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PS Commentators’ Best Reads in 2021

With a heavier-than-usual emphasis on history and pioneering works of fiction, this year's list of recommended titles speaks to a mood of soul searching. Often, the only way to make sense of an uncertain present is to look for explanations elsewhere, either in the distant past or a plausible future.

To close out another year that seemed to be dominated by global crises and inadequate responses to them, Project Syndicate commentators have shared some of the books that resonated most with them over the past 12 months. While COVID-19, China, and climate change stand out as major themes, their selections cover a range of contemporary letters wide enough to satisfy nearly any preference.

Daron Acemoglu

Michael J. Sandel, The Tyranny of Merit: What’s Become of the Common Good?, Farrar, Straus and Giroux, 2020.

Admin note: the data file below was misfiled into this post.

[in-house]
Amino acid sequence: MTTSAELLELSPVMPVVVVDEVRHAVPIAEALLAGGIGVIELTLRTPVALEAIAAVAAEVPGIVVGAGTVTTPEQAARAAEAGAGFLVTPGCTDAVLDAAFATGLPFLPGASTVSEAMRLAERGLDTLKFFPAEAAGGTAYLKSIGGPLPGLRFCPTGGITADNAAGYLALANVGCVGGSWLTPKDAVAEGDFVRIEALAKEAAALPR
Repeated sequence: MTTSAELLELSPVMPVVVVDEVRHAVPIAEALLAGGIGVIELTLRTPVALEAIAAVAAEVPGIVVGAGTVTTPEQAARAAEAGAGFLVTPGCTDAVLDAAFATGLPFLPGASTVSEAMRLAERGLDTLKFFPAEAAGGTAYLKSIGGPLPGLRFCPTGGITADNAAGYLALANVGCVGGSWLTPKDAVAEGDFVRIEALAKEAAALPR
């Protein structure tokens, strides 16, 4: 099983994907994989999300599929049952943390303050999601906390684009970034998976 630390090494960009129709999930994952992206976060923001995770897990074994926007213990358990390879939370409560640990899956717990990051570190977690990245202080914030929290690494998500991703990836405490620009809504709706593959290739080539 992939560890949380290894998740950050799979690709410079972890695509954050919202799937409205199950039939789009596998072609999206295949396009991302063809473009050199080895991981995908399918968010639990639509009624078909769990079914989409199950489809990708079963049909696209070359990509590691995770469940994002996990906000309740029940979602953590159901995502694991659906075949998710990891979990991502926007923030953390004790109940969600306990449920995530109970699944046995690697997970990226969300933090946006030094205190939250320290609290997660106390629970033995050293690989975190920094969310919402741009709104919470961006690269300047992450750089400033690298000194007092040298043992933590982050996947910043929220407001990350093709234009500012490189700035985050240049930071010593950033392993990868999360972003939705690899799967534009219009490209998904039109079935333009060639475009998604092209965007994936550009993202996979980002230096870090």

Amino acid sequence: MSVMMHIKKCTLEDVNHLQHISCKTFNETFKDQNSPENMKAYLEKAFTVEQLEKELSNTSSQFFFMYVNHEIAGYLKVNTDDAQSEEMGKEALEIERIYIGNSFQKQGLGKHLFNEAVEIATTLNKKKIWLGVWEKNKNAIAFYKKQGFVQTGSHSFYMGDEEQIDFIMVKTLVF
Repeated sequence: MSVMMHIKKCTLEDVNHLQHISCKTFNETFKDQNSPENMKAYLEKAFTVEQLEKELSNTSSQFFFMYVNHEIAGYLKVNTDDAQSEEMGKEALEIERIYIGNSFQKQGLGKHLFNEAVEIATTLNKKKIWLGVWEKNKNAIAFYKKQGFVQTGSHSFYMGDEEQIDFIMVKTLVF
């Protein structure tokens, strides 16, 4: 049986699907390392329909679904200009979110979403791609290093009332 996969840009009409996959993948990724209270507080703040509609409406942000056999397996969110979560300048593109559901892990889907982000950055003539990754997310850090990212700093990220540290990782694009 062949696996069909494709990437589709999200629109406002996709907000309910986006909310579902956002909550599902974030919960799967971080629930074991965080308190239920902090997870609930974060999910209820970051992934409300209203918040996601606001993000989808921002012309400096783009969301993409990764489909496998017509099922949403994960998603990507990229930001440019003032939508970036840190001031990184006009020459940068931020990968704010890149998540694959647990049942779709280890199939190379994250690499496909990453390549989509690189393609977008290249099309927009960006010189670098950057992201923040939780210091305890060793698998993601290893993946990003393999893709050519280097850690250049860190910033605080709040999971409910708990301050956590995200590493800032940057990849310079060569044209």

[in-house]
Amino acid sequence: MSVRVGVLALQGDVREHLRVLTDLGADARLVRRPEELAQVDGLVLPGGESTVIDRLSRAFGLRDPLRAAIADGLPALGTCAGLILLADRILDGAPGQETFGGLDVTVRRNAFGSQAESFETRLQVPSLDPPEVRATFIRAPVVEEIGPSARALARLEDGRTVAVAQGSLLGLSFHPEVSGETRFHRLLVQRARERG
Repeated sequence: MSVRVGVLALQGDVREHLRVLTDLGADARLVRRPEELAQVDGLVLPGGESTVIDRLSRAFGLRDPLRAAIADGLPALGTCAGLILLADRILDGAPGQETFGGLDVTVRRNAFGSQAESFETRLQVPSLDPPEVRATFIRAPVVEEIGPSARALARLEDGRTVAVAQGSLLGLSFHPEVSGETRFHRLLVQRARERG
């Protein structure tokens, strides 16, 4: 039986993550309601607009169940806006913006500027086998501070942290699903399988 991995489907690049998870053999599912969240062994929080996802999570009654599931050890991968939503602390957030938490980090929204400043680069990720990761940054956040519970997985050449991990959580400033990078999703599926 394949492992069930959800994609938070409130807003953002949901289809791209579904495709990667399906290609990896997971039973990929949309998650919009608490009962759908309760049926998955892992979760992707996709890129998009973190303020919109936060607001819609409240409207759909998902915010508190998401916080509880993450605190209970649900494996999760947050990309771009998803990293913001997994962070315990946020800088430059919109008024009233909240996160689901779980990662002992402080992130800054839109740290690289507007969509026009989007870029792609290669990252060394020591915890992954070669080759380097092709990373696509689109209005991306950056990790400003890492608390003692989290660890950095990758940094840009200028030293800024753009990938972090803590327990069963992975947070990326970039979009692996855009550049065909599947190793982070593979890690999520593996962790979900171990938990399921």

This is an important book for our times. Harvard philosopher Michael J. Sandel highlights the corrosive effects of our excessive emphasis on “meritocracy,” which has come to justify a very hierarchical society. It is making those at the top work harder and harder just to stay there, and it is devaluing and demoralizing everyone else whom society has come to view as insufficiently meritorious. Most importantly, Sandel challenges the prevailing view in economics (and in much of philosophy) that justice is about distributive fairness. He thinks we should pay more attention to “contributive justice,” where the key requirement is that all individuals are meaningfully contributing – and seen to be contributing – to society.

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